1. Protection of PWDs during emergencies while voting. 

Government should take necessary steps to ensure the protection and security of PWDs during emergencies while voting. According to section 25 of the Discrimination against People with Disabilities (Prohibition) Act 2018, “In all situations of risk, violence, emergencies, and the occurrences of natural disasters, the government should take all necessary steps to ensure the protection and safety of persons with disabilities taking cognisance of their peculiar vulnerability.” 


While these provisions are made for PWDs, some challenges still threaten their participation on election day. 

An advocate for PWDs, Chris Agbo, in a chat with DUBAWA, said although INEC has been forthcoming in its will to get PWDs involved in the election process, they (PWDs) still face some challenges.  

One of these challenges is mobility. Mr Agbo said transportation to the polling units is a challenge faced by PWDs because on election day, there is almost no vehicular movement. 

He also mentioned insecurity as another disturbing factor. Whenever violence erupts at the polling units, “we can’t run, and we are more vulnerable because, at that point, others are running for their lives. There will be no one to assist PWDs.”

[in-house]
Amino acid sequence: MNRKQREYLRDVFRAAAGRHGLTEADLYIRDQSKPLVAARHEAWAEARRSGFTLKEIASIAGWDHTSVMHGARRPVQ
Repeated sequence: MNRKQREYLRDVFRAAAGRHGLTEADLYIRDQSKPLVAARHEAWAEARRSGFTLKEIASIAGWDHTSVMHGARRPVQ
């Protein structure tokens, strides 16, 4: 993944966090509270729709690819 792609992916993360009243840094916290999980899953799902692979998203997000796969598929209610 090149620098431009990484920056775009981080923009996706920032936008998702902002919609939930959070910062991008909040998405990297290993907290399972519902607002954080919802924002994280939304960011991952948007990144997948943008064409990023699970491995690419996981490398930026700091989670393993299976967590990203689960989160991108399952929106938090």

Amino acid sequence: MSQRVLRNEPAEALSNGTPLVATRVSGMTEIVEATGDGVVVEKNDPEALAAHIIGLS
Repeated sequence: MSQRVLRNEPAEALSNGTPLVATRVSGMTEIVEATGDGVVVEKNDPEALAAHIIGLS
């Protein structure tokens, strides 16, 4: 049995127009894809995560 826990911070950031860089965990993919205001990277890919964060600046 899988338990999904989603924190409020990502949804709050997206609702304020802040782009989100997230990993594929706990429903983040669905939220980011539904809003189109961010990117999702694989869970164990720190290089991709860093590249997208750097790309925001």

He further asserted that security operatives are yet to understand that when there is an emergency, PWDs should be protected first in accordance with section 25 of the Discrimination against Persons with Disabilities (Prohibition) Act 2018.

Mr Agbo also decried the inaccessibility of many polling units and the inappropriate placement of election materials, which significantly inconvenient PWDs. The unavailability of braille ballot guides for the blind, and the absence of inscription posters to direct the deaf on the technicalities of the election process, are many of the flaws and faults committed by the electoral commission to the detriment of PwD. 

He also posited that individuals with albinism hadn’t been any safer from the anomalies experienced at the polls due to being physically challenged. He narrated that those affected with albinism are dispossessed of their rights to vote in secret because the needed magnifying glass used for visuality is unavailable or the ad hoc staffers do not know how to use it. 

Despite these flaws, he highlighted some efforts by the electoral commission, which include engaging PWDs on different fronts as ad-hoc staff and engaging their organisation as part of Civil Society Organizations (CSO)s to monitor the elections.

While the effort on the part of the commission is visible, Mr Agbo said it wasn’t the same with political parties. Expressing discontent at the reality that political parties have failed to adequately field PWDs in their political agendas. He said, “only 12 PWDs are standing for elections next year.” 

Howbeit, he said he was encouraged by the pace at which PWDs were going in their involvement in party politics. According to an article from the Inclusive Friends Association (IFA), PWDs now hold political seats in the country.

He noted that the involvement of PWDs in the campaign councils by some political parties is also a good step in the right direction.